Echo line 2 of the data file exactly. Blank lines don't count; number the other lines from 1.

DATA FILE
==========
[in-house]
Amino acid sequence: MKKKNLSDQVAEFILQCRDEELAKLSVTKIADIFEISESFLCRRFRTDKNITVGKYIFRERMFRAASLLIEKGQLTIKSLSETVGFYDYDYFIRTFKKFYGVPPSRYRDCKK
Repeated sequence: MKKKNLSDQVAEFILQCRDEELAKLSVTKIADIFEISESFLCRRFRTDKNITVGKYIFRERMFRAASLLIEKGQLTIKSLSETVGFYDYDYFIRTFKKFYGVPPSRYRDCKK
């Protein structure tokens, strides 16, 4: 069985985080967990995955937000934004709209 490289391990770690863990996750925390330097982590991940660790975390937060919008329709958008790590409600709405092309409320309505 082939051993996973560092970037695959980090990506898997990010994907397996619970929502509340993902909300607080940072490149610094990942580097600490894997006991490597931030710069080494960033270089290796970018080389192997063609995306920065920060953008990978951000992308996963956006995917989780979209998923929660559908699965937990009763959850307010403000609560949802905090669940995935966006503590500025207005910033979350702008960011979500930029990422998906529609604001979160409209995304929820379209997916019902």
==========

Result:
Amino acid sequence: MKKKNLSDQVAEFILQCRDEELAKLSVTKIADIFEISESFLCRRFRTDKNITVGKYIFRERMFRAASLLIEKGQLTIKSLSETVGFYDYDYFIRTFKKFYGVPPSRYRDCKK